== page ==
Arts group refuses to remove ‘beach hut’ on top of Haggerston building – builds more structures instead

The view of 53-55 Laburnum Street from the other side of the Regent's Canal. Picture: Polly Hancock.

The view of 53-55 Laburnum Street from the other side of the Regent's Canal. Picture: Polly Hancock. - Credit: Polly Hancock.

A “beach house” is still standing on top of a 19th century industrial building in the Regent’s Canal conservation area, despite orders to remove it over two years ago.

The view of 53-55 Laburnum Street from the other side of the Regent's Canal. Picture: Polly Hancock.

The view of 53-55 Laburnum Street from the other side of the Regent's Canal. Picture: Polly Hancock. - Credit: Polly Hancock.

Planning Inspectorate Nigel Burrows deemed the corrogated iron shed on top of the Hoxton Docks artists' studio in Laburnum Street an "incongruous roof-top appendage" in March 2017.

Since then three more structures have been built on the roof as part of the Antepavilion architecture competition, which offers a £3,000 prize. They include another hut, a three-storey yellow stage and a massive silver air-vent.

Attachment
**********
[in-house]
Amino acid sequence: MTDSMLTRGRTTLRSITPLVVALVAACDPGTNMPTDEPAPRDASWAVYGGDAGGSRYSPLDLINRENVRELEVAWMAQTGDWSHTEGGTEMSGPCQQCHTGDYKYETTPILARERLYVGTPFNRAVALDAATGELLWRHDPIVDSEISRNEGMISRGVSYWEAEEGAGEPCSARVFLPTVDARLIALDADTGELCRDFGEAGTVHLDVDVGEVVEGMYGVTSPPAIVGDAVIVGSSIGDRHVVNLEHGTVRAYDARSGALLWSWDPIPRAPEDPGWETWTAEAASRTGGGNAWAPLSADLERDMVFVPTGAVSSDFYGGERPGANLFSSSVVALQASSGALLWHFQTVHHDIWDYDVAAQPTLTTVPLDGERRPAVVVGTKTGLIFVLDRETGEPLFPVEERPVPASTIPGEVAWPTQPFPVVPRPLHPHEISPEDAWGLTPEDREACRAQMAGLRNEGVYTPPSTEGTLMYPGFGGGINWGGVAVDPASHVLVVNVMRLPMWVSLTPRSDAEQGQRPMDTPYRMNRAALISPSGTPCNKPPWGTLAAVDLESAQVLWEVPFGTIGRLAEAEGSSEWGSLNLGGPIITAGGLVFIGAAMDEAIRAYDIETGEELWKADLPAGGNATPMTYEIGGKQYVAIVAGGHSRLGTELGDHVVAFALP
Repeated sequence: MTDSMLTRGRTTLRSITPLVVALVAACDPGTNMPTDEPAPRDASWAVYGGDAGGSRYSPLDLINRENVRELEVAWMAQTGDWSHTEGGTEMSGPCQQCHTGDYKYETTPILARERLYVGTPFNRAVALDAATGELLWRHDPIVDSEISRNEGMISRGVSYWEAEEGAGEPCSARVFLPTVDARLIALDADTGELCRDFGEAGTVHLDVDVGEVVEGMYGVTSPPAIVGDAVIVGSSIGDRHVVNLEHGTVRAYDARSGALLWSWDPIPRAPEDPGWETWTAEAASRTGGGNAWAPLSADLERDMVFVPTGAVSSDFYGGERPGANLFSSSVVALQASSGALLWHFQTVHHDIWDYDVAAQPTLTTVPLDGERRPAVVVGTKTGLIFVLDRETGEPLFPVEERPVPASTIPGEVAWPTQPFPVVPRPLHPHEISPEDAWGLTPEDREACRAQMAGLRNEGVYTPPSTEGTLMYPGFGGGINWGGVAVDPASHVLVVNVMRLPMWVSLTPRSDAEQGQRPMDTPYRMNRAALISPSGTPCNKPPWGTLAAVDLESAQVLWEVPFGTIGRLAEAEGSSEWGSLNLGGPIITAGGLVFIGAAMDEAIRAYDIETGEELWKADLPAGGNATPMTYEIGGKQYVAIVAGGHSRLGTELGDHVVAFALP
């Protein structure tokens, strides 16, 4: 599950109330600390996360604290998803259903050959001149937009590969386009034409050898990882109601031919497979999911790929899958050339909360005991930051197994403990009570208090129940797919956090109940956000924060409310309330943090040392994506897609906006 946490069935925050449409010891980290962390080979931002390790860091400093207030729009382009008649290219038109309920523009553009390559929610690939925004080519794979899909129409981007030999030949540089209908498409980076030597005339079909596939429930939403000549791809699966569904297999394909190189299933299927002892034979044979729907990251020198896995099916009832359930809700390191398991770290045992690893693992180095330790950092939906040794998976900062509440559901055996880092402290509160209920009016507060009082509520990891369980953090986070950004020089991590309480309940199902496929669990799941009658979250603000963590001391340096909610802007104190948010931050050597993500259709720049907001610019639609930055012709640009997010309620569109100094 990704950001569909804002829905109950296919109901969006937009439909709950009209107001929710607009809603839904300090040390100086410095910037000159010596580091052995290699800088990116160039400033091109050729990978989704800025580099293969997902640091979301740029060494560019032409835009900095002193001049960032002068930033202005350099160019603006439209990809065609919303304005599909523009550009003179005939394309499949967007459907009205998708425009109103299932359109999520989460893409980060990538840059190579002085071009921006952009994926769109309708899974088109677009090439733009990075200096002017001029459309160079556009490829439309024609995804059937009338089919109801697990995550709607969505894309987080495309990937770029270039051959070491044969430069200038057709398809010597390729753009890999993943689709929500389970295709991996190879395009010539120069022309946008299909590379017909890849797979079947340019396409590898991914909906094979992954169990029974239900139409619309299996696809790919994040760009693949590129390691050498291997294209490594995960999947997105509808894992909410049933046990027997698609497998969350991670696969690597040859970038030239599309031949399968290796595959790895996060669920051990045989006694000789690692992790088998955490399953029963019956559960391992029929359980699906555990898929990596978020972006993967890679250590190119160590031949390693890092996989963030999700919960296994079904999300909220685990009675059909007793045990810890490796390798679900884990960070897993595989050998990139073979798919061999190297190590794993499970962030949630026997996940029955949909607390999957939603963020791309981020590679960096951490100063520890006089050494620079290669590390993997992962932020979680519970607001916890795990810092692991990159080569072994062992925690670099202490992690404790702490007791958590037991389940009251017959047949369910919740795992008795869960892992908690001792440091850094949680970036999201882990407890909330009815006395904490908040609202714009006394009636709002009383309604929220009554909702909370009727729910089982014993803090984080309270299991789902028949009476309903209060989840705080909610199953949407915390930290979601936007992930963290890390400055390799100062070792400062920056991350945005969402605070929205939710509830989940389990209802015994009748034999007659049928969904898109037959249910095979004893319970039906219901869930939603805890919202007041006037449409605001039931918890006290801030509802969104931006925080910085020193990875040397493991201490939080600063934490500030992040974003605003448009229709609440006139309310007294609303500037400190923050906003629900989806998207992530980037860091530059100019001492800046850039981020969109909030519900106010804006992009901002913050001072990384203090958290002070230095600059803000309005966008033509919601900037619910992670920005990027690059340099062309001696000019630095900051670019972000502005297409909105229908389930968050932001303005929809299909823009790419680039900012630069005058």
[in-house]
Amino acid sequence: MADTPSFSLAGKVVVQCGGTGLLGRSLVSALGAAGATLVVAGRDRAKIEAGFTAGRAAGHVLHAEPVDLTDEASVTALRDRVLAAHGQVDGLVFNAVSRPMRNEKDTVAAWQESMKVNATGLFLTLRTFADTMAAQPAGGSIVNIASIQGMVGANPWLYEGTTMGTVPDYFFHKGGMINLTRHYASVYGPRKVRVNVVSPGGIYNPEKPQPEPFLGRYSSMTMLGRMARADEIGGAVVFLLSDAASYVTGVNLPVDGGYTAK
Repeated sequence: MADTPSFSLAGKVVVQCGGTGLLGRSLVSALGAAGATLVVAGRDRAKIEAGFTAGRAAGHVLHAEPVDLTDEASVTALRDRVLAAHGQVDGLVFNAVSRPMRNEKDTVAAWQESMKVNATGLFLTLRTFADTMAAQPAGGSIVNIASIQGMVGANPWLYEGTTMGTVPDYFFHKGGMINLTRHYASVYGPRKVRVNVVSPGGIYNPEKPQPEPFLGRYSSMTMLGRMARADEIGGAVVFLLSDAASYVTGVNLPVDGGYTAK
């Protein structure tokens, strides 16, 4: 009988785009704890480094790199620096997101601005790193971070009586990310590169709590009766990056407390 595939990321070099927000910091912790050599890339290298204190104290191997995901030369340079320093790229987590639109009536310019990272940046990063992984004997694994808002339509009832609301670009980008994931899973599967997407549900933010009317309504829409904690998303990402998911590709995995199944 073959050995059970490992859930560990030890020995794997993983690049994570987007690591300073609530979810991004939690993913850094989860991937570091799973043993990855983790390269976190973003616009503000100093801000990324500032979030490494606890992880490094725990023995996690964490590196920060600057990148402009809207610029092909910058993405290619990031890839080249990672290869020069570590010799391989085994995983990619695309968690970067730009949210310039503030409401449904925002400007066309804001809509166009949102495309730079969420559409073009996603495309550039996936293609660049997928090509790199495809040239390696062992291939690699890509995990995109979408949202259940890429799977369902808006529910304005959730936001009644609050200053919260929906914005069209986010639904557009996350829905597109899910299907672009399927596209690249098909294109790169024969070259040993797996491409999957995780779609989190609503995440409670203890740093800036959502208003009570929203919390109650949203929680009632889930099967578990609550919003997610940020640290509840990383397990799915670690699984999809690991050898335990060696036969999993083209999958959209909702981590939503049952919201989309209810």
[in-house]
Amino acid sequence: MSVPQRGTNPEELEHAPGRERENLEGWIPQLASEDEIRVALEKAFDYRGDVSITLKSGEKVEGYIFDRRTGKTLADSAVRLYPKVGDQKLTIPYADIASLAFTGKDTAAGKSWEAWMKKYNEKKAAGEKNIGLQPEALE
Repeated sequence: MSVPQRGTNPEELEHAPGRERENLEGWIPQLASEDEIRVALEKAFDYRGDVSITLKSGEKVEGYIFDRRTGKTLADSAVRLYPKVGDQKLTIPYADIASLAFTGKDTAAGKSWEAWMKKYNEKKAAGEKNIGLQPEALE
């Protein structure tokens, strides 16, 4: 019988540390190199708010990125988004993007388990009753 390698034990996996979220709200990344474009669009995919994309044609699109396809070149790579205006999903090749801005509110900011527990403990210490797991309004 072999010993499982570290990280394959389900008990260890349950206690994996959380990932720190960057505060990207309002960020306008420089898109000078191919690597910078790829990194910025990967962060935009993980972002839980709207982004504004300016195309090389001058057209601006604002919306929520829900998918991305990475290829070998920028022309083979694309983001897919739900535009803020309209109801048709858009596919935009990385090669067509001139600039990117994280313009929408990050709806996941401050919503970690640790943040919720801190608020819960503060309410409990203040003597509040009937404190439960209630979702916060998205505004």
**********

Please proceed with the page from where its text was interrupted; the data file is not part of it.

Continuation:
In 2016 council officers claimed the "beach hut" was accommodation, not art, and ordered it to be demolished as it didn't have planning permission. When Shiva Ltd appealed, Mr Burrows found the structure harmed the conservation area and the character of Columbia Wharf and Brunswick Wharf, sited next to the Grade II listed Haggerston Baths, and said it must go within three months.

The council could not explain why no action has yet been taken, and said its planning enforcement team is now investigating the other three structures.


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Shiva's Russell Gray told the Gazette they were "temporary", although the Antepavilion guidelines state they remain in situ for two years.

The council denied the beach hut complies with permitted development rights for temporary use of land, because it is neither demountable nor movable and is therefore subject to planning control.

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A spokesperson said: "The original structure has not been removed and the council is considering its legal options with regard to its removal."

The venue wants to screen films, stage theatre and sell alcohol. But in the licensing documents an objector referenced Shiva breaching planning law, saying it gave them "little faith about promises to reduce community impact of alcohol/crowd events".

A Shiva spokesperson said: "Antepavilion has quickly established itself as one of the most significant events in London's summer architectural calendar. The winners receive cash and are funded in the self-build of an innovative structure which is given temporary display. This year it was won with a symbolic theatre backdrop to present a late summer series of open events supported by the Arts Council."

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